Material selection is a key factor for many aspects of your injection molded part or product. It affects some or all of the following, in most cases: the physical properties of the product, its look, its operation, its interaction with other materials and components, and its durability. On top of all that, material selection can play a big role in your material and production costs, and their subsequent effects on your bottom line. Taking all of those factors into consideration, it’s clear that choosing a material for your injection molded product should not be taken lightly.
As with many cases in manufacturing, you have options when it comes to injection molding. While there are a host of plastic materials that lend themselves to the process, they all generally fall into two broad categories: thermoplastic and thermoset materials. Each type of material offers different properties, benefits and strengths; and today, we’re going to focus on the importance of thermoplastic materials.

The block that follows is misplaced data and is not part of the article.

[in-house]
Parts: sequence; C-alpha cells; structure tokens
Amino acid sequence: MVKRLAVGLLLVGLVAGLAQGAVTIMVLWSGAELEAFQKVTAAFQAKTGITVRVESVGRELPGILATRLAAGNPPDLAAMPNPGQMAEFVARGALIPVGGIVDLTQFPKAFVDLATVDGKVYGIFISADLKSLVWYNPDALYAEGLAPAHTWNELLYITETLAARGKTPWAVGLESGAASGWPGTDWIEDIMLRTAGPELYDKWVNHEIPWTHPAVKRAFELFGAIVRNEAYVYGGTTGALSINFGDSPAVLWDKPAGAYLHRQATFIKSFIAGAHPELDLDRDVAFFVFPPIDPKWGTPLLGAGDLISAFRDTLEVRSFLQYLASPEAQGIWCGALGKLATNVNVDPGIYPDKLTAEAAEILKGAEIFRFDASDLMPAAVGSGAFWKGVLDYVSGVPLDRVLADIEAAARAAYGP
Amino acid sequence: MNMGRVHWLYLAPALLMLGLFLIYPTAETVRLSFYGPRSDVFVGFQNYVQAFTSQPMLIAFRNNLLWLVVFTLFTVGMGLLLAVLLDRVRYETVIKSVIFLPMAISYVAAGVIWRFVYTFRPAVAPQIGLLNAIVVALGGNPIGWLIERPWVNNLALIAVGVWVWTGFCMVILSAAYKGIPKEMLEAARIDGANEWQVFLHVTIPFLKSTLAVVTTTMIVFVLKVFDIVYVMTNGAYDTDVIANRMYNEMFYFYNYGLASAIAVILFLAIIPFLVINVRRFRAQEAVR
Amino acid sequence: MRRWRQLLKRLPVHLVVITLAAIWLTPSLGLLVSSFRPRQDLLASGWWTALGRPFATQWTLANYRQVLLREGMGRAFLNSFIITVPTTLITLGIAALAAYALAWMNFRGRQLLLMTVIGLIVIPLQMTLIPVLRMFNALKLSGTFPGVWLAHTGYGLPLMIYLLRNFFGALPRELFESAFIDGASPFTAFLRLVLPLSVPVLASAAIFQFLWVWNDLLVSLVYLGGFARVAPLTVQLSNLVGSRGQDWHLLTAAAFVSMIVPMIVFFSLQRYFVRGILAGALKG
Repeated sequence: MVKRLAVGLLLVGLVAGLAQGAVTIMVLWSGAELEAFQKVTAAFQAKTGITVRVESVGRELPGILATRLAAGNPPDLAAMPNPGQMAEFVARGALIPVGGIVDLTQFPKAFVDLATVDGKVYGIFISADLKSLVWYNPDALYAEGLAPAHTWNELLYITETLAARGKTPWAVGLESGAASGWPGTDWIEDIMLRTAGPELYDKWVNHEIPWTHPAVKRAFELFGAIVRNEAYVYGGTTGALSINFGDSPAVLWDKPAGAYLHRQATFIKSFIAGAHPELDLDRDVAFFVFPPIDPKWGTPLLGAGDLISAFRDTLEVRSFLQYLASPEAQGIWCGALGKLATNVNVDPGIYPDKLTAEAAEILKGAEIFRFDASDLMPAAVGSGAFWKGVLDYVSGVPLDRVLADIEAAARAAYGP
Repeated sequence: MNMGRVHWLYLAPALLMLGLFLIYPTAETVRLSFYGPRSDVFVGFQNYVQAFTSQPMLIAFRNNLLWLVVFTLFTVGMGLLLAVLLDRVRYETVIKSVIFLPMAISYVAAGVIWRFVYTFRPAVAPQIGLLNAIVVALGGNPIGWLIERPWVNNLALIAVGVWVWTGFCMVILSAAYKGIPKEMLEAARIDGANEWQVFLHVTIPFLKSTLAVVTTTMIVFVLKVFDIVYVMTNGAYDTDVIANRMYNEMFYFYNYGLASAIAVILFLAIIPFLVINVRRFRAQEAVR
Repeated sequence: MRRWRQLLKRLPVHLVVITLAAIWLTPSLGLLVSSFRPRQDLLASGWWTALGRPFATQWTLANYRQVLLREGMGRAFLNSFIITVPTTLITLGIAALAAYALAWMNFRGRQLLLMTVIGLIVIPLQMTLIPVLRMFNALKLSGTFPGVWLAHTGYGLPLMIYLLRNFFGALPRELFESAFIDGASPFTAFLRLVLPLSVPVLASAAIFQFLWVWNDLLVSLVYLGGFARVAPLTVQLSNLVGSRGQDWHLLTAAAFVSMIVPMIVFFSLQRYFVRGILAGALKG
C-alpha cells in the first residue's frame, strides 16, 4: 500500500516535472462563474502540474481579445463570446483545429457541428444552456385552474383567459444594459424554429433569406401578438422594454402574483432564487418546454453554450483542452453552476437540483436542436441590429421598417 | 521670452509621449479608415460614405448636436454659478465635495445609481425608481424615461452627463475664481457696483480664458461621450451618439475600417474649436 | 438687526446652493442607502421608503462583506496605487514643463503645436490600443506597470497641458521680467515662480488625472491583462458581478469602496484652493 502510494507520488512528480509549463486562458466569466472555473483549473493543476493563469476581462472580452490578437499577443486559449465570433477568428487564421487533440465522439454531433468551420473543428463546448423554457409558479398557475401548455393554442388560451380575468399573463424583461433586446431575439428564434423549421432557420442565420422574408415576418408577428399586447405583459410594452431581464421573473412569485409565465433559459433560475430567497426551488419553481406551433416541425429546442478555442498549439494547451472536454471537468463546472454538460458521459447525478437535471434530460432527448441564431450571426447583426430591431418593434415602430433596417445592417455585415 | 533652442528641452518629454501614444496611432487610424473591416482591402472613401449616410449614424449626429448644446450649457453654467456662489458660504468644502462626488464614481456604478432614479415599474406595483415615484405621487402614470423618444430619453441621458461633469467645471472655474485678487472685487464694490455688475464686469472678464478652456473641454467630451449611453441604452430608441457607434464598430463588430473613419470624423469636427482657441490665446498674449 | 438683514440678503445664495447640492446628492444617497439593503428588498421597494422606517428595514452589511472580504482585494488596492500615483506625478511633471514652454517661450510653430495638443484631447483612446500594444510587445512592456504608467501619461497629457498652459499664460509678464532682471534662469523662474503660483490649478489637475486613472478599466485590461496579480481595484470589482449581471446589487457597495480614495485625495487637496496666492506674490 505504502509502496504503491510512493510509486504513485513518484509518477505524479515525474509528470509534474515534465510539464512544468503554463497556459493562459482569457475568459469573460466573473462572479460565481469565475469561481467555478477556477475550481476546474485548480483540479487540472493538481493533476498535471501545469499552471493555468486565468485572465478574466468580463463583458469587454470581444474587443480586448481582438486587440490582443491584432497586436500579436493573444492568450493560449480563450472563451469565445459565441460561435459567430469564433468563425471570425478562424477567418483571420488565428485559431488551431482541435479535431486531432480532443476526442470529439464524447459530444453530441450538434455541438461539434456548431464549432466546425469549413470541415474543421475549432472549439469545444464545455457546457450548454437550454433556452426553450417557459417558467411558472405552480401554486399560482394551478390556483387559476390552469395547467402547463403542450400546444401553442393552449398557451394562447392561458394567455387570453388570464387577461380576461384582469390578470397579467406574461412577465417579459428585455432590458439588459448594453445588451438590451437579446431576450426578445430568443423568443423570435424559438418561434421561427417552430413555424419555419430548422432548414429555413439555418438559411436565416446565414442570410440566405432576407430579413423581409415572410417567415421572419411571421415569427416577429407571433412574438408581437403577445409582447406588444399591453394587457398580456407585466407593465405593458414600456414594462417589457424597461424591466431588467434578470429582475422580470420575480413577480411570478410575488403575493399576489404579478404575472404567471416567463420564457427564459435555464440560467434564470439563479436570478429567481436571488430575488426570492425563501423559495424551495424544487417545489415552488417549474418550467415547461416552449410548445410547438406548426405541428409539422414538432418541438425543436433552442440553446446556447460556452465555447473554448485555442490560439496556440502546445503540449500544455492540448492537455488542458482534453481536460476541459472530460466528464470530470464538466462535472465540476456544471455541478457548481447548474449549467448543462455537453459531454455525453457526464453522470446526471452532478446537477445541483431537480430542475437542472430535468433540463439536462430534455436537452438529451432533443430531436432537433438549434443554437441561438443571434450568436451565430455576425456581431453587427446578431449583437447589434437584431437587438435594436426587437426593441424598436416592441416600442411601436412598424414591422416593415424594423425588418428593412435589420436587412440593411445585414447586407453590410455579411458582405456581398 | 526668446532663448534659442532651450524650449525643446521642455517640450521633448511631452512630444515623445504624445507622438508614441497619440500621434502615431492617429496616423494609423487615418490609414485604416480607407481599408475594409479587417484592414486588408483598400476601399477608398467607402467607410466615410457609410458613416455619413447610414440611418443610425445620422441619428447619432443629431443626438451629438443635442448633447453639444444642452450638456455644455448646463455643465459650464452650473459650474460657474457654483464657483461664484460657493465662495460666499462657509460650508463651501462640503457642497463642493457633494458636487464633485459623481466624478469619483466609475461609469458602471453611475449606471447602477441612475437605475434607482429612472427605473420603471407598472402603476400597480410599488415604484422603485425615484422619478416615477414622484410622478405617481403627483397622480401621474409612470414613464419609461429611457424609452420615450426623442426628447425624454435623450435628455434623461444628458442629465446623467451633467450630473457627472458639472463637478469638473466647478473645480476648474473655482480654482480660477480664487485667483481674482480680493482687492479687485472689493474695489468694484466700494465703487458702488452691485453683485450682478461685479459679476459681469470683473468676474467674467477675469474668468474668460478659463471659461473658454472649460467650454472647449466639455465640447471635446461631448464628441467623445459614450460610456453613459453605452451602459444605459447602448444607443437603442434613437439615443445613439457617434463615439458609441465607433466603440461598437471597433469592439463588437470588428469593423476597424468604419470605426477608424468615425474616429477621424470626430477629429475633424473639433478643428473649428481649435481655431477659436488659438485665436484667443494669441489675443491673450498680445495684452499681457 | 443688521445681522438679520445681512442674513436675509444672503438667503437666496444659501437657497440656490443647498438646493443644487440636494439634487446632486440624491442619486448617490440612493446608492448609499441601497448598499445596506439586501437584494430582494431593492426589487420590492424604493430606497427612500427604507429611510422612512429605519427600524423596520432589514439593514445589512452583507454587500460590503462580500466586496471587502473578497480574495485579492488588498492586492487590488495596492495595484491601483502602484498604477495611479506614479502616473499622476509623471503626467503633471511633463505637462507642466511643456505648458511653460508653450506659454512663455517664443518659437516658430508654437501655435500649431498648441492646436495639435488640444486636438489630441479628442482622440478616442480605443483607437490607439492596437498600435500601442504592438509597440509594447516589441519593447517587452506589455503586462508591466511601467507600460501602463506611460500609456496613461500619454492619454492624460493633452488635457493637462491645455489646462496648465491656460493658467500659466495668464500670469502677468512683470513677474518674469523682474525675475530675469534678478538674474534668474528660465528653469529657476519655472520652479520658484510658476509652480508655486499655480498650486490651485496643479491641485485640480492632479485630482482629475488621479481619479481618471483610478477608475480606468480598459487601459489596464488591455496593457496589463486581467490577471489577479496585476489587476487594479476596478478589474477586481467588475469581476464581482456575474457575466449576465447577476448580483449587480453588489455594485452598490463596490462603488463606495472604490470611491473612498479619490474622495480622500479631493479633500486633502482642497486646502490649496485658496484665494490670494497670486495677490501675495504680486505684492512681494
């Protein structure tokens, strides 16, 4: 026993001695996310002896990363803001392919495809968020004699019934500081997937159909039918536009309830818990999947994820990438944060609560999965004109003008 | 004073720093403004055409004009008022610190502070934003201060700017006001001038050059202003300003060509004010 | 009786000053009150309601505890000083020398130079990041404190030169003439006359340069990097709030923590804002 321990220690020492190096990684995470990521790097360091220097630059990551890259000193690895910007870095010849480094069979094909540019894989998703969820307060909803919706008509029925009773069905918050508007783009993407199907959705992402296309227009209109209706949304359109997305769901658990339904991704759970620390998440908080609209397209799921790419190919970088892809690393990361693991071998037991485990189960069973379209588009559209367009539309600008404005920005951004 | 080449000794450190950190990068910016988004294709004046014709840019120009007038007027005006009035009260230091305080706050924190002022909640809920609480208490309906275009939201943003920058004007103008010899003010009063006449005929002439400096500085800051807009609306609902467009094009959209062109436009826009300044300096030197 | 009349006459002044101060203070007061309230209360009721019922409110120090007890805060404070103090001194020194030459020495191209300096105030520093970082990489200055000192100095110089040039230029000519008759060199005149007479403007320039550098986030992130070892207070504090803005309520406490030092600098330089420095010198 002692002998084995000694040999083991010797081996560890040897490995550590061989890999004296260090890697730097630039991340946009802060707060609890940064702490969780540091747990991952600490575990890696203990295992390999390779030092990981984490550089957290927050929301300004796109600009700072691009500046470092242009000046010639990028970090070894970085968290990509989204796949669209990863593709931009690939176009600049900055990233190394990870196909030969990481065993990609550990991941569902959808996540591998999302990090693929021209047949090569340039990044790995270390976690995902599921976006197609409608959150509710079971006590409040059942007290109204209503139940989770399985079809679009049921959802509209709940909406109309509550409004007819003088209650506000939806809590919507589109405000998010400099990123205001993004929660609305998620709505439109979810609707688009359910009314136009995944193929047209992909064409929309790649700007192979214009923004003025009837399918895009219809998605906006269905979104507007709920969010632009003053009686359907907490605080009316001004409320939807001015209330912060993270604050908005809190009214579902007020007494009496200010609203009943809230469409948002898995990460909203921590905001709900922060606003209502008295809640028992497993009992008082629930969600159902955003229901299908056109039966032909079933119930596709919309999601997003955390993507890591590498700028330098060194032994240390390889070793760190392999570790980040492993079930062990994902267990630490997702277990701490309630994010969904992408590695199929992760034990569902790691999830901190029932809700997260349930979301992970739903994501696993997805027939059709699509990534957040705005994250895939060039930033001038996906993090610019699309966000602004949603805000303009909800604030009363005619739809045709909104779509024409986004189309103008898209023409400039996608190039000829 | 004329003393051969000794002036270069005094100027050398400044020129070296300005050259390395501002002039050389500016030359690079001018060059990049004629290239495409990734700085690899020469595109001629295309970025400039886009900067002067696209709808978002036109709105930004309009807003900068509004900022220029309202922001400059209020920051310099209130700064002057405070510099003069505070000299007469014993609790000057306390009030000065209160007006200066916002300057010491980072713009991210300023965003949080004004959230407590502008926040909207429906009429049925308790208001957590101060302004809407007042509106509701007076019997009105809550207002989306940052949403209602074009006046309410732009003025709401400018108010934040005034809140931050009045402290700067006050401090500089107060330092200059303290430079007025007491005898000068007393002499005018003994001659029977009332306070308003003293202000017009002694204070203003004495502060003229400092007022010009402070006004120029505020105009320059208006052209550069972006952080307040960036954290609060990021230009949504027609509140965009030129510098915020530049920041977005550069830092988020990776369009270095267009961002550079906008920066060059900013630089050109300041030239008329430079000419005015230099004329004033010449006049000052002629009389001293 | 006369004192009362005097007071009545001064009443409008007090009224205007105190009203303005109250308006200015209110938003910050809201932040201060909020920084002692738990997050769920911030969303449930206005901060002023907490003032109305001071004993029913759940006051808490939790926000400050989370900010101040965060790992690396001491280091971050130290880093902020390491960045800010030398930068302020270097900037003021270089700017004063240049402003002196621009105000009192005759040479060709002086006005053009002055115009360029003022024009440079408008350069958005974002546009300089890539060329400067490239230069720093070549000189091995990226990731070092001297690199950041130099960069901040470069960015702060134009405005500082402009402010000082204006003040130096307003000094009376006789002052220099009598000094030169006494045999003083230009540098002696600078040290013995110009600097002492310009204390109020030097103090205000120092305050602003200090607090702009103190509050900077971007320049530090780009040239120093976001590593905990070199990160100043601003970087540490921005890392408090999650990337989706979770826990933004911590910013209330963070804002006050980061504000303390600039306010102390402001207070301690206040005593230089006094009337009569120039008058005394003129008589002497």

In the world of product development and manufacturing, 3D printing and injection molding are almost universally acknowledged to sit atop any list of the various methods available. While each of these methods is versatile and well-suited to a number of situations and uses, they are quite different in several ways: method, material, volume, cost and optimal application — just to name a few.